There has been little research on the efficacy of hydroxychloroquine in treating coronavirus; testing has only been conducted on a small number of patients. In addition to malaria, the drug is also used to treat rheumatoid arthritis and lupus. New York Gov. Andrew Cuomo said a study of hydroxychloroquine and coronavirus was scheduled to start earlier this week.

The Job Creators Network petition says that in addition to a national shortage of hydroxychloroquine, "there is growing pressure to prevent physicians from treating the coronavirus with hydroxychloroquine as it is 'off label.'"

Advocacy groups for lupus and arthritis patients said some people who need hydroxychloroquine for approved treatments have already begun having trouble getting the drug.

"We can't forget about the people who need the drug right now," said Mike Donnelly, a spokesman for Lupus Foundation of America.

Lupus Foundation of America, American College of Rheumatology, American Academy of Dermatology, and the Arthritis Foundation sent a letter Monday to the White House Coronavirus Task Force expressing concern that the interest in using the drug for the new coronavirus has "exacerbated their already limited availability for patients who rely on them to meet their medical needs."

Ms. Parker said doctors have seen hydroxychloroquine work for coronavirus patients, too. Some doctors who have appeared on Fox News programs favored by the president have also promoted it.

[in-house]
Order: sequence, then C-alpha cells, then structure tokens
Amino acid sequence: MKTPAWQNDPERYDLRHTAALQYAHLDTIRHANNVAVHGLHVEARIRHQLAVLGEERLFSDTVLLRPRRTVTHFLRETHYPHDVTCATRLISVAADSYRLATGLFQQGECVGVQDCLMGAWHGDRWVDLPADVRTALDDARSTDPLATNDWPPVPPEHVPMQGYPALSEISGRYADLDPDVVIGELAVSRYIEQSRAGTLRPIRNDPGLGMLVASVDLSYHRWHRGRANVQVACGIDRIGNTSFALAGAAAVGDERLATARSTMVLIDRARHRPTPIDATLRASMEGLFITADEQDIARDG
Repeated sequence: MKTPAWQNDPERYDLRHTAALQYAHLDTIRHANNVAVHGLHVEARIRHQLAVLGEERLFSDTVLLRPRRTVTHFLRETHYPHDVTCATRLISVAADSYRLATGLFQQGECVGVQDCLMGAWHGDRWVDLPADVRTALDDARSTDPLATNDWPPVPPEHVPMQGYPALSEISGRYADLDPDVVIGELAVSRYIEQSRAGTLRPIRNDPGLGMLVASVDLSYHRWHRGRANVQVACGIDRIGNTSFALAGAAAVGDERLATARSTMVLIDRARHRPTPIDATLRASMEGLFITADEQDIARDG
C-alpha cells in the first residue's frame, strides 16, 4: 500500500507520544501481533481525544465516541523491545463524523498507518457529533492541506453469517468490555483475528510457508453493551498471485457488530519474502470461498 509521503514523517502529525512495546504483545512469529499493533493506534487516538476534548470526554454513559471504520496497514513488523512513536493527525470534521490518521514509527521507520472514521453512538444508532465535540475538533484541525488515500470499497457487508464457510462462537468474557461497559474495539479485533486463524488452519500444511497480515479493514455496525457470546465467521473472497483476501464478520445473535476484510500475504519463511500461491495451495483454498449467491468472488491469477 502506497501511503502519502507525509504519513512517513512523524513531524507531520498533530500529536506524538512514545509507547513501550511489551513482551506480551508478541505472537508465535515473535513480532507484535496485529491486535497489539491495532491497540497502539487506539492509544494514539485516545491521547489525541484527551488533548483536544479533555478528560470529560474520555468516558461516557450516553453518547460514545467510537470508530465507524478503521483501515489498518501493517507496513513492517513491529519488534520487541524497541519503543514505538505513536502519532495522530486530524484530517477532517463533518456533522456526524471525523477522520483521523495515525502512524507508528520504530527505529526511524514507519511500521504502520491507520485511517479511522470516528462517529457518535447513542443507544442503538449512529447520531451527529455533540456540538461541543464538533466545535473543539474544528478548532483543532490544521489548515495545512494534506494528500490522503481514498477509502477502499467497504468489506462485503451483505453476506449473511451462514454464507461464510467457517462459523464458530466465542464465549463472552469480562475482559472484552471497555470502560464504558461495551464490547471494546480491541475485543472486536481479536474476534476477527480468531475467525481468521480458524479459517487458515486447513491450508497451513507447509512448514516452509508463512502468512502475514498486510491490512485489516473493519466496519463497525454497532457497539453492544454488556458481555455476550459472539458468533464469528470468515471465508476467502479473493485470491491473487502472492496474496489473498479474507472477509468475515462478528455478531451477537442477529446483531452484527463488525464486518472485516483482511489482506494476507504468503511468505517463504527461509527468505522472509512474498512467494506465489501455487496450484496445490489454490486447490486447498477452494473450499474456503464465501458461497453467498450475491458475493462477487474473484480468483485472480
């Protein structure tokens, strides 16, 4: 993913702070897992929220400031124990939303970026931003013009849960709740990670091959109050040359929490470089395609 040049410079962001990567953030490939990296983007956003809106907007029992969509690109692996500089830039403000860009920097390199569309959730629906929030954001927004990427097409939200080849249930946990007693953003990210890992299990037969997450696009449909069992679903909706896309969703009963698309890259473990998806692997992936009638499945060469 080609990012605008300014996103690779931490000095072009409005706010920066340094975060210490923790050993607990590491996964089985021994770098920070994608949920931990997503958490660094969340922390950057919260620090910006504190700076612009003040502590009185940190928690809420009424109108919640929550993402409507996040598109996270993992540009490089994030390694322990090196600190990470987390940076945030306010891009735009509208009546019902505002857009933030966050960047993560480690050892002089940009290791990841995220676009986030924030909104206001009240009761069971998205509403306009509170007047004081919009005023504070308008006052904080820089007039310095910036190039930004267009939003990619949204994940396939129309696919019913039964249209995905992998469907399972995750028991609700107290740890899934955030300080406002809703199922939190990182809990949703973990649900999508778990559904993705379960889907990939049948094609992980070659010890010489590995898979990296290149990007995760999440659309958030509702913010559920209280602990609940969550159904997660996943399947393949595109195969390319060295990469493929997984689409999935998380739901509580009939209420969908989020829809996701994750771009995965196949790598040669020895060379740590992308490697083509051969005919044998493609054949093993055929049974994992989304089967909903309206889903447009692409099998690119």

The Job Creators Network petition cites Physicians for Reform as a partner. The nonprofit group has seen almost no funding in recent years, its tax forms show. The group's president, Dr. C.L. Gray, a North Carolina physician, said in a statement provided by the Job Creators Network that hydroxychloroquine "may be one of the best treatments available (as of today)" and yet "it remains essentially unavailable in communities such as my own."

Dr. Gray said the petition "will draw attention to this problem."

Several doctors have flagged the text messages on social media, expressing skepticism about the push. "The stupid is coming in by texts now," one Twitter user whose bio says he is a cardiologist wrote.

A screen shot he and other doctors shared on Twitter reads, "Tell Trump to CUT RED TAPE & make hydroxychloroquine available to you and your patients" and links to the petition to the president.

A small batch of Facebook ads linking to the same petition began circulating on Tuesday, the social media site's advertising database shows. "Doctors who think hydroxychloroquine needs to be approved to fight coronavirus need to make their voice heard NOW. Please sign our petition which will go directly to President Trump," the ads say.

Write to Julie Bykowicz at


(END) Dow Jones Newswires

March 26, 2020 09:45 ET (13:45 GMT)

Copyright (c) 2020 Dow Jones & Company, Inc.